Tag Archives: indoctrination

Extremist recruitment on the rise in Punjab madrassahs – daily Dawn

2008: Extremist recruitment on the rise in south Punjab madrassahs

Excerpts;

….. jihadi recruitment network had been developed in the Multan, Bahawalpur, and Dera Ghazi Khan Divisions. The network reportedly exploited worsening poverty in these areas of the province to recruit children into the divisions’ growing Deobandi and Ahl-eHadith madrassa network from which they were indoctrinated into jihadi philosophy, deployed to regional training/indoctrination centers, and ultimately sent to terrorist training camps in the Federally Administered Tribal Areas (FATA). Locals believed that charitable activities being carried out by Deobandi and Ahl-e-Hadith organizations, including Jamaat-ud-Dawa, the Al-Khidmat Foundation, and Jaish-e-Mohammad were further strengthening reliance on extremist groups and minimizing the importance of traditionally moderate Sufi religious leaders in these communities. Government and non-governmental sources claimed that financial support estimated at nearly 100 million USD annually was making its way to Deobandi and Ahl-e-Hadith clerics in the region from “”missionary”” and “”Islamic charitable”” organizations in Saudi Arabia and the United Arab Emirates ostensibly with the direct support of those governments. Locals repeatedly requested USG support for socio-economic development and the promotion of moderate religious leaders in the region as a direct counter to the growing extremist threat …..

Read more : DAWN.COM

http://dawn.com/2011/05/22/2008-extremist-recruitment-on-the-rise-in-south-punjab-madrassahs/

A former pupil of a Jamaat – Personal accounts of 1971

Personal accounts of 1971

By Ajmal Kamal

This month brings memories of what happened between December 1970 and December 1971 with us as a nation — or rather with the diverse groups aligned variously along all kinds of fissures trying to imagine themselves as a nation. Much has been written on those events in Pakistan, Bangladesh and elsewhere: from political analyses to cover-ups to attempts at apportioning the blame for one of the gravest man-made tragedies of the century. There are personal accounts too, but in most cases written by West Pakistani bureaucrats or military personnel who are usually more interested in painting themselves in a kind light than honestly recording what they observed. Or, they carry a heavy ideological baggage and are in a hurry to make their description look politically neat as per their bent.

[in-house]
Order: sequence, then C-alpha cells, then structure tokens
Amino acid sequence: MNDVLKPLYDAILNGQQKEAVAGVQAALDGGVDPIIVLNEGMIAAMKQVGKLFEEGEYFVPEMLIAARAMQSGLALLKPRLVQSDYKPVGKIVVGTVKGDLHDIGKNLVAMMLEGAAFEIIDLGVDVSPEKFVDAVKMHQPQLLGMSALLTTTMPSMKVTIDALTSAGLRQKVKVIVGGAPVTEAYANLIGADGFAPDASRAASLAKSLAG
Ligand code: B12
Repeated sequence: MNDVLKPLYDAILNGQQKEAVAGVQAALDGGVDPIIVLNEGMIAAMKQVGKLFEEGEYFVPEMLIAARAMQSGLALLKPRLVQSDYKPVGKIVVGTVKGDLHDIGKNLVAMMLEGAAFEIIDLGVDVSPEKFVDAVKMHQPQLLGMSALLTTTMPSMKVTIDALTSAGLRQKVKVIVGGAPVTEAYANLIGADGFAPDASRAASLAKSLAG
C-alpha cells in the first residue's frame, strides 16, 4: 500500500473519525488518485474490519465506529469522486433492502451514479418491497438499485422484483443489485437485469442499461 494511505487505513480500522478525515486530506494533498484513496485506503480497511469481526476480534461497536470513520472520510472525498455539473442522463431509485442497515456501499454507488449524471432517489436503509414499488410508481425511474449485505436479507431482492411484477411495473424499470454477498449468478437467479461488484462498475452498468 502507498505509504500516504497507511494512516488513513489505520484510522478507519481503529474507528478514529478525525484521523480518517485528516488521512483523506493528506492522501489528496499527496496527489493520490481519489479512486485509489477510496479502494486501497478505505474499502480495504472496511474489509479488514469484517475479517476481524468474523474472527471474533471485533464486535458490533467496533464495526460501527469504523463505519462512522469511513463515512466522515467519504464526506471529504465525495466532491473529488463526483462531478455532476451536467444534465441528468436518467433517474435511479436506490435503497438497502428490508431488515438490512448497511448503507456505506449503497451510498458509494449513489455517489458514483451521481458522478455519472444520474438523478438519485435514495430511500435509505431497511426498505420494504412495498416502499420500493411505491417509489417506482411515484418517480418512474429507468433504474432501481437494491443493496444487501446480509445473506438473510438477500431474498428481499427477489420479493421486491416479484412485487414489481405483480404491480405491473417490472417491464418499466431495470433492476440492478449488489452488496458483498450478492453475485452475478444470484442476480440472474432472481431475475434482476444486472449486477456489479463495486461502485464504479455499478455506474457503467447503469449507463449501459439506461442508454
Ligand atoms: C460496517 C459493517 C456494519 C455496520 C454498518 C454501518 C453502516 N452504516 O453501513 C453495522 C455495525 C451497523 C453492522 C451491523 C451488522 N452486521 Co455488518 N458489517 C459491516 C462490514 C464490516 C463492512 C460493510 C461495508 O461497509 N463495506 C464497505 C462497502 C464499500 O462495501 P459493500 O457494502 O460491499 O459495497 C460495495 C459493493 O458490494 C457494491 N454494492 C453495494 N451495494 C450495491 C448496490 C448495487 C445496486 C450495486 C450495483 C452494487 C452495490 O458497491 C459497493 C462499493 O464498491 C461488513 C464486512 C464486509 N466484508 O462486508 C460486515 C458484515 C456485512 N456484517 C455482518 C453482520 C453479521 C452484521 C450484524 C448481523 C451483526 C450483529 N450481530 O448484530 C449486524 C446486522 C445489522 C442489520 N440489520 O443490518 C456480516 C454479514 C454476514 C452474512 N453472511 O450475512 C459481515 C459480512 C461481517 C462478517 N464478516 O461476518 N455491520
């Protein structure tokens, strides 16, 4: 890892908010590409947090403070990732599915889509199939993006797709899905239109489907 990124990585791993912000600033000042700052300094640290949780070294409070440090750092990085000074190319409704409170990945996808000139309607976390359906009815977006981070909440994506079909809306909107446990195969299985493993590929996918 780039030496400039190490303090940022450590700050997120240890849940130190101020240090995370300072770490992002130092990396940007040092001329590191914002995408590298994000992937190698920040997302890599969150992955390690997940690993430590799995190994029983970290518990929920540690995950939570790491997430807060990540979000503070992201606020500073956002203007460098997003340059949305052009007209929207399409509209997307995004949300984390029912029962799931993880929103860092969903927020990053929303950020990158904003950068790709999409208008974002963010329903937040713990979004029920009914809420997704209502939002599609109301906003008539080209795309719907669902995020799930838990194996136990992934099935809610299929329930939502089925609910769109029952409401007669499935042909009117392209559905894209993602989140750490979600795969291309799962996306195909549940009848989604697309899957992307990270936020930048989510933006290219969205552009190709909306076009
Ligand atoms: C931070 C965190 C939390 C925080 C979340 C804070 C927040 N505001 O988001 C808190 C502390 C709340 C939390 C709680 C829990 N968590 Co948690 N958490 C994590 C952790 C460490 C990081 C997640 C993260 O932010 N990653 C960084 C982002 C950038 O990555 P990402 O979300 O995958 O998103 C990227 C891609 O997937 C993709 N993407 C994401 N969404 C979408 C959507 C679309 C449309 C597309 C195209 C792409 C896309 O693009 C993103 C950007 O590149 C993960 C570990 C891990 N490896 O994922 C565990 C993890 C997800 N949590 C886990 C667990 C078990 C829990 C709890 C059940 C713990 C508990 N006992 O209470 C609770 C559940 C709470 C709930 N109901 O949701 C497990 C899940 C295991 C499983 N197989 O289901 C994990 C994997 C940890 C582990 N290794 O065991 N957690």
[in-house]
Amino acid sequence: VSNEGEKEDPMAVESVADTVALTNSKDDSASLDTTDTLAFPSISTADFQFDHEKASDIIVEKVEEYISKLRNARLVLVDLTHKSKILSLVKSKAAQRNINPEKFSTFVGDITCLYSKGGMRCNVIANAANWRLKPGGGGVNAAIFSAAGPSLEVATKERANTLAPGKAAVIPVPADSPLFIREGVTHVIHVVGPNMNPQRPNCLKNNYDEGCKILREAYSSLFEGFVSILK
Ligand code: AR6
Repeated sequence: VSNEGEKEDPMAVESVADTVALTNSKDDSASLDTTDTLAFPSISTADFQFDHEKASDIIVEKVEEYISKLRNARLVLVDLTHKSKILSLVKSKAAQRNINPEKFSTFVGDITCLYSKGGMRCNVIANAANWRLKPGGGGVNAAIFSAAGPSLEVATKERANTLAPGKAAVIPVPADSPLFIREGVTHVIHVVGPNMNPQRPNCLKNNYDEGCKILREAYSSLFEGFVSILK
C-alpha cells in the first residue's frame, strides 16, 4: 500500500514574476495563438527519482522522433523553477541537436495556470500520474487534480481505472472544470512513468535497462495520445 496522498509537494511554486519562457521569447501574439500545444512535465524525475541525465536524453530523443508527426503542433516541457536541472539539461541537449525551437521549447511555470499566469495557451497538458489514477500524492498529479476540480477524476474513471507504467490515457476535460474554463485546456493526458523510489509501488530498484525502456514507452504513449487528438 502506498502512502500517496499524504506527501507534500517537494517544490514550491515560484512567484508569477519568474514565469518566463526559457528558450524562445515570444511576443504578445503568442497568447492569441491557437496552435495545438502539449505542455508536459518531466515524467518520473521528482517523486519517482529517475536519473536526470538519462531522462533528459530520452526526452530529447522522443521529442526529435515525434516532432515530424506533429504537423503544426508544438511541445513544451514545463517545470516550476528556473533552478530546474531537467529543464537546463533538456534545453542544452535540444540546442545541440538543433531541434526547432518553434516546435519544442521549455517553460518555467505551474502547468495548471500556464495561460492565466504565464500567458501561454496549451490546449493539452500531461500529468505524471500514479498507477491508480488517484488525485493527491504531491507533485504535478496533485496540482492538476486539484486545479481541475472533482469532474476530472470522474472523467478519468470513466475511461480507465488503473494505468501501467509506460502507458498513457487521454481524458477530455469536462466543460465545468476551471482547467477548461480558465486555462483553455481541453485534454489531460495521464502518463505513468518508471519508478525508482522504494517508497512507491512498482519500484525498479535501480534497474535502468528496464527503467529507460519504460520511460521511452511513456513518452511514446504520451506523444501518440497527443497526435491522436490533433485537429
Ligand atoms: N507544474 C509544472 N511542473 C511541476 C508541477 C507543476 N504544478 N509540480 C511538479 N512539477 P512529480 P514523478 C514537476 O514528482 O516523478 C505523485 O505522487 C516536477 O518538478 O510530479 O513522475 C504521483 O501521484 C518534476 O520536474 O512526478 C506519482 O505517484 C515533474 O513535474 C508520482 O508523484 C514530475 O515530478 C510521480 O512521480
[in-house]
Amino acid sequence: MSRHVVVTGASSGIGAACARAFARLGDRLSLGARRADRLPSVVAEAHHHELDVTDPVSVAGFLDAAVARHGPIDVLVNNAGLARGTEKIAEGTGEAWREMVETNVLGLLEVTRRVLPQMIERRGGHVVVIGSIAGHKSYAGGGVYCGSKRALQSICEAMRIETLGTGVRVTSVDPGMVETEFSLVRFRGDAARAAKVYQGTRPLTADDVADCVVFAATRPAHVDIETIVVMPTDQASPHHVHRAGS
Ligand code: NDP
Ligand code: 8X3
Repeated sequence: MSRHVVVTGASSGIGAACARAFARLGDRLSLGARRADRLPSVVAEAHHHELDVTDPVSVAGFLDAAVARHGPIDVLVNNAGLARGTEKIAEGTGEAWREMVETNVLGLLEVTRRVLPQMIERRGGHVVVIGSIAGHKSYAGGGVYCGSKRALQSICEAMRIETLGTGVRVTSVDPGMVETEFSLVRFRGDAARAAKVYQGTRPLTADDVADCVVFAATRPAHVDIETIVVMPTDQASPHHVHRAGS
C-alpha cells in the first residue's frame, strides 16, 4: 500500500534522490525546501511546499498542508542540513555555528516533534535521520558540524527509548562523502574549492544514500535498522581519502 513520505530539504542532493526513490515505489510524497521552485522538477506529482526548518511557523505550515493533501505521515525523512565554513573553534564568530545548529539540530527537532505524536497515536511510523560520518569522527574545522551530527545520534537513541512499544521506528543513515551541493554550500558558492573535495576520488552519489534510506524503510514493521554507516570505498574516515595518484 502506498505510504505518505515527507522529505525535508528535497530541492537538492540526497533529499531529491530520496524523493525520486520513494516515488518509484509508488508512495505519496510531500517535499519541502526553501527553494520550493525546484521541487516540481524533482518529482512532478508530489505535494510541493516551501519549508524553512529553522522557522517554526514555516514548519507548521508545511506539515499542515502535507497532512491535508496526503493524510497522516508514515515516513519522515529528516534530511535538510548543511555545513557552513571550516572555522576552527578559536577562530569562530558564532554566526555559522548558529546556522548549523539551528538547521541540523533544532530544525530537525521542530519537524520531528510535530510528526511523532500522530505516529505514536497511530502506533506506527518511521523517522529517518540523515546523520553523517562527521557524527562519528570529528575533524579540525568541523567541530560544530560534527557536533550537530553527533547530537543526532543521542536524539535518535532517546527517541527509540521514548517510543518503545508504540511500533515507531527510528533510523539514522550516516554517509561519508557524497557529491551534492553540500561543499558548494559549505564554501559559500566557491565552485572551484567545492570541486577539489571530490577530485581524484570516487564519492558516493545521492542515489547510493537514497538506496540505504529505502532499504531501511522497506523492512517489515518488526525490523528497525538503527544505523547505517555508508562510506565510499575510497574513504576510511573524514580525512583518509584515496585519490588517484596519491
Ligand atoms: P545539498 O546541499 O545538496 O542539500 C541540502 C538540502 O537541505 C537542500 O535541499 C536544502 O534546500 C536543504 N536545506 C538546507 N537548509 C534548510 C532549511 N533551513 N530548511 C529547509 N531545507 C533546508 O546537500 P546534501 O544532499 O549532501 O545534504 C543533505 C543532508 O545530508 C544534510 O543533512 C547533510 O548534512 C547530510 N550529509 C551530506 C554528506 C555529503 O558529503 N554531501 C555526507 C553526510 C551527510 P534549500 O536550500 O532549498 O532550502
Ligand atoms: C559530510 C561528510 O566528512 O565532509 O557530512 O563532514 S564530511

Continue reading A former pupil of a Jamaat – Personal accounts of 1971

Saleem Shahzad, Al Qaeda and ISI

By Khaled Ahmed

Murdered journalist’s findings show Al Qaeda is winning in nuclear Pakistan more effectively than in Somalia and Yemen

Anyone who has read Inside Al Qaeda and the Taliban: Beyond Bin Laden and 9/11 by Saleem Shahzad (Pluto Press 2011) will come to the following conclusions:

1) It is Al Qaeda rather than the Taliban who plan militant attacks in Pakistan and that the Taliban execute no operations without the permission of Al Qaeda; 2) Jihadi organisations are subservient to Al Qaeda at the same time as some are also extensions of the Pakistan Army; 3) TTP was shaped by Al Qaeda through Uzbek warlord Tahir Yuldashev after the 2007 Lal Masjid affair; 4) ‘Retired’ army officers earlier handling proxy jihad defected to Al Qaeda but continued to use contacts within the military on behalf of Al Qaeda; 5) Benazir was killed by Al Qaeda and not Baitullah Mehsud; he was merely an instrument; 6) Mumbai was done by Al Qaeda through former Pakistan Army officers with help from Lashkar-e-Tayba (LeT) without the knowledge of the ISI despite the fact that LeT was on ISI’s leash; 7) Army officers or freedom fighters trained by army for Kashmir jihad spearheaded Al Qaeda’s war against Pakistan Army; 8) Islamic radicalisation of Pakistani society and media mixed with fear of being assassinated by Al Qaeda agents – who include ex-army officers – have tilted the balance of power away from the state of Pakistan to Al Qaeda; 9) Punjabi Taliban are under Haqqani Network which is supposed to be aligned with Pakistan Army; 10) Pakistan Army has ex-officers in Al Qaeda as well as serving officers collaborating with these ex-officers. …